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That said, there are exceptions to every rule. I have met people that have a degree that are narrow minded and short sighted. I have met people without formal education that are smarter than most that have. But talking averages across the board, education in a formal setting opens your mind to new thinking processes and ways of handling problems and situations that you will be hard pressed to replicate alone. Hollywood my friend, is a poor substitute.
this. yes this is the point of university.

to ascend one's thinking, and even consciousness to a higher level. now that you cannot put a price tag on

also, it is the type of people you get to meet. esp if the school is more known globally, you will get to meet a better cross section of people from all across the world. to share different experiences and foundations of knowledge.

to have this refined cosmopolitan knowledge really makes you stand out.

now i think the problem with university graduates is this:
1. they choose a faculty or area of study with no real job prospects. what they learnt/people they have met may have been mind ascending, but they cannot find a money making application to it. (my advice is, take a secondary degree or even go to BCIT after graduating)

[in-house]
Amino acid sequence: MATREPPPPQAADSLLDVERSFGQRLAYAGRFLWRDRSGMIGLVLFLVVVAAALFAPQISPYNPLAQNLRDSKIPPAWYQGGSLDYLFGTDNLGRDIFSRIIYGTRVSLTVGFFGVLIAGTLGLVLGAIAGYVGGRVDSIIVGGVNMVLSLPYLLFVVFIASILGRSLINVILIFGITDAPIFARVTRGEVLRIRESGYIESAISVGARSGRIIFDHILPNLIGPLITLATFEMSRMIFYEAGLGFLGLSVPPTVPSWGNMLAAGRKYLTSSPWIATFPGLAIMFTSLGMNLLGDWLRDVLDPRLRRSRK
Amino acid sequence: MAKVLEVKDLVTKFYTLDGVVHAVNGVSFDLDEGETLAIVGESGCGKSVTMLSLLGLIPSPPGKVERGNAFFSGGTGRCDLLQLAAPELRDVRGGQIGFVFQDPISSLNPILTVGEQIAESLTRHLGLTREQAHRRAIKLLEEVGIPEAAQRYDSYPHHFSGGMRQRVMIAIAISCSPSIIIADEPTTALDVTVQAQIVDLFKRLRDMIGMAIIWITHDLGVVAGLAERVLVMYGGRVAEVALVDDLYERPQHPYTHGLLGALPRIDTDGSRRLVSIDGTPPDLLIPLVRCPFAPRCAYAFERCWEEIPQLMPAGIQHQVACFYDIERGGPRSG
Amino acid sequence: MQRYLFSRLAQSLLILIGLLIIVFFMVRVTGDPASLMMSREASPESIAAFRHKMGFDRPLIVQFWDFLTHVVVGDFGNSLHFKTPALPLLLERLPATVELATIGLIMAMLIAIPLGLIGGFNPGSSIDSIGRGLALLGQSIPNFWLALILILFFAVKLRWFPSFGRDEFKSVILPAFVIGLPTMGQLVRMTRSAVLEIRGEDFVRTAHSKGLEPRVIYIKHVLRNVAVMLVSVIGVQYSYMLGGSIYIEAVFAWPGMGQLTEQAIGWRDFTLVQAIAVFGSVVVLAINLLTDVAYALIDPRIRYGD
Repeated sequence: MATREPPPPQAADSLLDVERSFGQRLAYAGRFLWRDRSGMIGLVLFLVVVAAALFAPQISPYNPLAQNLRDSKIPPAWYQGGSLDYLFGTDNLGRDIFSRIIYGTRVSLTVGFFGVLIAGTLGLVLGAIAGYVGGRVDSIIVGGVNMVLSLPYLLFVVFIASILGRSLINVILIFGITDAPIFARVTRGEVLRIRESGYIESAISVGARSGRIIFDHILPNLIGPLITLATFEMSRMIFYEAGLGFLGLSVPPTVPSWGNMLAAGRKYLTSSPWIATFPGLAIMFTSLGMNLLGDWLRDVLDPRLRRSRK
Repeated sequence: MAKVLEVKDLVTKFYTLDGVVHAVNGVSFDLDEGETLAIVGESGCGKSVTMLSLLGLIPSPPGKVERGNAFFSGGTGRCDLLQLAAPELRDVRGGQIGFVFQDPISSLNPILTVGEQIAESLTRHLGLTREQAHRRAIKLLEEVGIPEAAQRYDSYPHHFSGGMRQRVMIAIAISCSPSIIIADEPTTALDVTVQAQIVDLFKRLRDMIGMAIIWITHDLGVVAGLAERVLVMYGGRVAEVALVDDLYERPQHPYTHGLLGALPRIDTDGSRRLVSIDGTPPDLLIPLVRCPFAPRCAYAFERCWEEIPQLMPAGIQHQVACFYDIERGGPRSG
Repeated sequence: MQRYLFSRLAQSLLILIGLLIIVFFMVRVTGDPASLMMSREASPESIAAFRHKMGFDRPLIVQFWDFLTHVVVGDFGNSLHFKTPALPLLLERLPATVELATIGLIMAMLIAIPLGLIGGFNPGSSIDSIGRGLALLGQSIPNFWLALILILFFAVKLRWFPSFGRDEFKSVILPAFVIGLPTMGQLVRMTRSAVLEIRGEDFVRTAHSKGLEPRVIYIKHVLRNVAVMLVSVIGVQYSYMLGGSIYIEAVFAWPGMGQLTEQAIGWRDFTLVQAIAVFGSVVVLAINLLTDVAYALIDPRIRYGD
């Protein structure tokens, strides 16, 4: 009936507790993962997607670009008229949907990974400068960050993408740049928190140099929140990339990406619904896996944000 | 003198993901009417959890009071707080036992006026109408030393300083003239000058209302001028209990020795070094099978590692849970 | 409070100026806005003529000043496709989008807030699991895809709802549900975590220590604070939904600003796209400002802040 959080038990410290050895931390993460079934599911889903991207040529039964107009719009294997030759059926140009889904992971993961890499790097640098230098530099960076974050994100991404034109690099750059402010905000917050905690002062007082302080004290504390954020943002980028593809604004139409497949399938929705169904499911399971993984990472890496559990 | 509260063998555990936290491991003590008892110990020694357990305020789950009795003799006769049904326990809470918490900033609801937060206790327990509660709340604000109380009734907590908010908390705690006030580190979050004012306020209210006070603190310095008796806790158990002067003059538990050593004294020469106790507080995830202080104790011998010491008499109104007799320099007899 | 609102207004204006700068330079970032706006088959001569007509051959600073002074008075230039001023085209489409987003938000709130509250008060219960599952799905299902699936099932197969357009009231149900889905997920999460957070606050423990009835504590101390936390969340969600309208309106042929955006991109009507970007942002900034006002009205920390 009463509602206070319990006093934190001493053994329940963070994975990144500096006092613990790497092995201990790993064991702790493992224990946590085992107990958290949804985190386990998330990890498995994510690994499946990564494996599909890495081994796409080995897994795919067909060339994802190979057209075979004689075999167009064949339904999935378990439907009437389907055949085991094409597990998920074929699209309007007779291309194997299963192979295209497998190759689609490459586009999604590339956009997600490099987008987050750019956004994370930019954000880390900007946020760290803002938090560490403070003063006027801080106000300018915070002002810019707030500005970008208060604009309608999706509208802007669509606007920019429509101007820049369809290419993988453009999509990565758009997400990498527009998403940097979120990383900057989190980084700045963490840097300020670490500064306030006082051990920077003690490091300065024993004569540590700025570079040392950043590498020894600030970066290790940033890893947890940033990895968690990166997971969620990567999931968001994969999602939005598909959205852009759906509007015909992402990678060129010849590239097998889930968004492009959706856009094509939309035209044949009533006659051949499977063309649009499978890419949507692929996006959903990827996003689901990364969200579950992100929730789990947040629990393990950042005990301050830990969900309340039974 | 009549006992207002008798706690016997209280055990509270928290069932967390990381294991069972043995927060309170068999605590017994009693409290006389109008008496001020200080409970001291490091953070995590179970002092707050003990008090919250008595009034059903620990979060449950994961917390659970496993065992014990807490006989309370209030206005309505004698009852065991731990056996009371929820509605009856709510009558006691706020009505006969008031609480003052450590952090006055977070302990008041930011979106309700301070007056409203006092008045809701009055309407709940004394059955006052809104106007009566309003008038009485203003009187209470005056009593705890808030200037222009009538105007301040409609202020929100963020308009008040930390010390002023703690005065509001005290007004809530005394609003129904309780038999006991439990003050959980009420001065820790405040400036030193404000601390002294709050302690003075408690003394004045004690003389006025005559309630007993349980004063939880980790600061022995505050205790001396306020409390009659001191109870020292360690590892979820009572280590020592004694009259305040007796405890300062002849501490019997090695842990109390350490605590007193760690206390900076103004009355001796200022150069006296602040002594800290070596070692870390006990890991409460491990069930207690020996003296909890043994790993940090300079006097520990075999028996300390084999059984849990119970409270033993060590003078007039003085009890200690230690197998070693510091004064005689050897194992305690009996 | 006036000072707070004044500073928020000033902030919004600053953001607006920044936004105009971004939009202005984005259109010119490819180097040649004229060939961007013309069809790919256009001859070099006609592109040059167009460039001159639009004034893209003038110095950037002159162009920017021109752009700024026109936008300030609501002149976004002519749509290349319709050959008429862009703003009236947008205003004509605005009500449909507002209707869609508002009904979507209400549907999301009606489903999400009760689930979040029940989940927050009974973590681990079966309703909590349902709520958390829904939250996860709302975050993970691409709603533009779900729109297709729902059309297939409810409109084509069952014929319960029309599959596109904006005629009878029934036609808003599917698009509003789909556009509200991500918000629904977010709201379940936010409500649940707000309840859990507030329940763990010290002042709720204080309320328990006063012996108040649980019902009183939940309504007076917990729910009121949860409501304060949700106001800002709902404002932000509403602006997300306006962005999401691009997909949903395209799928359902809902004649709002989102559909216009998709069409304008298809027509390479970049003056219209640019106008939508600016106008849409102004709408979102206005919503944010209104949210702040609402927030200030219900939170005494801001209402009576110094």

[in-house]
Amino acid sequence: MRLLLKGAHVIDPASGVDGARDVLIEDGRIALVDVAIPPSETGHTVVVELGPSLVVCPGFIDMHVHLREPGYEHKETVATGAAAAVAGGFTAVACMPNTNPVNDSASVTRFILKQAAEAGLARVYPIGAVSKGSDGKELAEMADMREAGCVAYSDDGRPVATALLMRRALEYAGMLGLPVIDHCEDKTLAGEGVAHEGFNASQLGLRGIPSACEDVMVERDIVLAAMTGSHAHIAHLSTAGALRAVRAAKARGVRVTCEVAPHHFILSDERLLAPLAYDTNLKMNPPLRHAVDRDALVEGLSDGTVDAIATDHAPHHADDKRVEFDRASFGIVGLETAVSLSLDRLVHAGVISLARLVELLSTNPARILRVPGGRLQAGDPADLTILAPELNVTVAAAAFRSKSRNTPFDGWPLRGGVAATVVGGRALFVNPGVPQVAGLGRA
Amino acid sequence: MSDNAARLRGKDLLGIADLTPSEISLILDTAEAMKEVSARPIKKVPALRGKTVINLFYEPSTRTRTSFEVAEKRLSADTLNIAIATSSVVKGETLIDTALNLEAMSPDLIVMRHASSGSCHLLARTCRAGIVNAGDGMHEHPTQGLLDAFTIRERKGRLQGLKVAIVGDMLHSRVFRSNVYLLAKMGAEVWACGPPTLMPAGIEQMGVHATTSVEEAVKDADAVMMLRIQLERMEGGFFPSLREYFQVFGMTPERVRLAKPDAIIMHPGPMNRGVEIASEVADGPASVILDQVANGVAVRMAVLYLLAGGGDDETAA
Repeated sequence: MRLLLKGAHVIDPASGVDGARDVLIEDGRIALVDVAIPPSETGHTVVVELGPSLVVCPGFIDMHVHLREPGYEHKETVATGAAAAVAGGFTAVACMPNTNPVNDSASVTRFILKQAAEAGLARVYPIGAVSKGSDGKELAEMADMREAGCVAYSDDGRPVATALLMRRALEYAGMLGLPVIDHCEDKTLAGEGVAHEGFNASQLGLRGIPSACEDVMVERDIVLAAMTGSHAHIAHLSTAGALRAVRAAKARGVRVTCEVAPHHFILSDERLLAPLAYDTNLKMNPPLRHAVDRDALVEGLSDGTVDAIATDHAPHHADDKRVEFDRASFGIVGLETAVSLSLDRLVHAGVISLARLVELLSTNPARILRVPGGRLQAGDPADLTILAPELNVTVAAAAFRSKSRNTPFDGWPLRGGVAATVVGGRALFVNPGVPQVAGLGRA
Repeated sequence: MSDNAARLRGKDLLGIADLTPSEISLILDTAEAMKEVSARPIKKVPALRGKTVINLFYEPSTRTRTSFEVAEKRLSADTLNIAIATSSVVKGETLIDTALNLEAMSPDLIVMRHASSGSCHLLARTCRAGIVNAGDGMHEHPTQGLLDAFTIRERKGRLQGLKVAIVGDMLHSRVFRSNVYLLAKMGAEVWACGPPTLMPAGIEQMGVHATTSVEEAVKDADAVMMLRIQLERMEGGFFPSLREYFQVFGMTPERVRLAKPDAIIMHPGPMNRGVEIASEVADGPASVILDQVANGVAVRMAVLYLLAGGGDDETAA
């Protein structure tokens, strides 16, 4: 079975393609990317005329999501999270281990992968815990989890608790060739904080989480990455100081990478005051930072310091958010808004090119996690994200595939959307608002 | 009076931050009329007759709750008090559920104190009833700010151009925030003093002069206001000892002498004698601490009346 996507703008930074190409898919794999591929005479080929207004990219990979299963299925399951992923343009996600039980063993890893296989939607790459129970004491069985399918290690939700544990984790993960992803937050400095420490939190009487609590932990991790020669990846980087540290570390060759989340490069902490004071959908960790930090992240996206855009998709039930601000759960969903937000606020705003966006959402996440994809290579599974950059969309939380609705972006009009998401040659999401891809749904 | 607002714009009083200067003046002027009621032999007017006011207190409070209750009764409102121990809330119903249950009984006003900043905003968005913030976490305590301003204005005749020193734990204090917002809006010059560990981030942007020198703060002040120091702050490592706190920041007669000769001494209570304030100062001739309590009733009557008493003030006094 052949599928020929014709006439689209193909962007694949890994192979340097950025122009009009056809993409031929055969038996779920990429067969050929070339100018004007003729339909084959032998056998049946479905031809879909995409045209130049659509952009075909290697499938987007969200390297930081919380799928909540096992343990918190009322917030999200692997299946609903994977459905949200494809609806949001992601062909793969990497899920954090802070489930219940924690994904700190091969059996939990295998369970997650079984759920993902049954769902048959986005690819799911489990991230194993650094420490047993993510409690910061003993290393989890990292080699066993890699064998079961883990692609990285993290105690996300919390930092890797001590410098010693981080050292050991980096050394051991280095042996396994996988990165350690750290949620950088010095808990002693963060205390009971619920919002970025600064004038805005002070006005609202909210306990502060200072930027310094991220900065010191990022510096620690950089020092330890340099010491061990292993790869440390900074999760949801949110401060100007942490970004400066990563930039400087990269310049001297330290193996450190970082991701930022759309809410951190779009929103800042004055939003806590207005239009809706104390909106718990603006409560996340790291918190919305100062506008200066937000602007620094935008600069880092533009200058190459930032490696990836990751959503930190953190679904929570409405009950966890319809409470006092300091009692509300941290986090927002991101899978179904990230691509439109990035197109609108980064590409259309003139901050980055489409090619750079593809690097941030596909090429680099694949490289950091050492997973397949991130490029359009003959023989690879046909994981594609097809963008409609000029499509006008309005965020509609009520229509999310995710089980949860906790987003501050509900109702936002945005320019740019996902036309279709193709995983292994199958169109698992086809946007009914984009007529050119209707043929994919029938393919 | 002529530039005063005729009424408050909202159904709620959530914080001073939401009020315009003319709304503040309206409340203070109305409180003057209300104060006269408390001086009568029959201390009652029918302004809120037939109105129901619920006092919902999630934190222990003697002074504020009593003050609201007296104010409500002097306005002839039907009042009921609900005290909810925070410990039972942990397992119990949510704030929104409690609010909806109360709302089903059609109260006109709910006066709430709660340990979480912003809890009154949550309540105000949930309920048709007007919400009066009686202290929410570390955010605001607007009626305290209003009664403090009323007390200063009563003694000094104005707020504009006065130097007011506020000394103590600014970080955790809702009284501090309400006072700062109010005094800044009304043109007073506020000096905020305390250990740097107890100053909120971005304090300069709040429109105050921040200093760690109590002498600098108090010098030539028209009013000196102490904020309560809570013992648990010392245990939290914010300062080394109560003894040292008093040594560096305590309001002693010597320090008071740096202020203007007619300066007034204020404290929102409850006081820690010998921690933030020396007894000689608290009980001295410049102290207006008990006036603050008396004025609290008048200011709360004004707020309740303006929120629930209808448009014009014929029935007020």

2. the system of education is not perfect of course. alot of it has been bastardized, and is now a money making factory. education is a HUGE industry. but with almost everything in life, almost everything beautiful is surrounded by a plot of shit. it is up to the individual to be able to extract the goodness out of anything.

We could make the argument that the university school system is overrated, but educating oneself to higher planes is never a bad investment.
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Old 06-27-2013, 01:58 PM   #19
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Here's what I've gained. Your mileage may vary.

Disclosure:

1 year of business at a university back east. Dropped out to move to BC
Took a couple of classes at UBC and BCIT just to stay in the schooling mind
Completed a 2 year program in Operations Management at BCIT

Looking at university purely as job preparation is short sighted, but important. I'll tell you the difference in a conversation, attitude and knowledge is different between people that have been educated vs. those that have not.

That said, there are exceptions to every rule. I have met people that have a degree that are narrow minded and short sighted. I have met people without formal education that are smarter than most that have. But talking averages across the board, education in a formal setting opens your mind to new thinking processes and ways of handling problems and situations that you will be hard pressed to replicate alone. Hollywood my friend, is a poor substitute.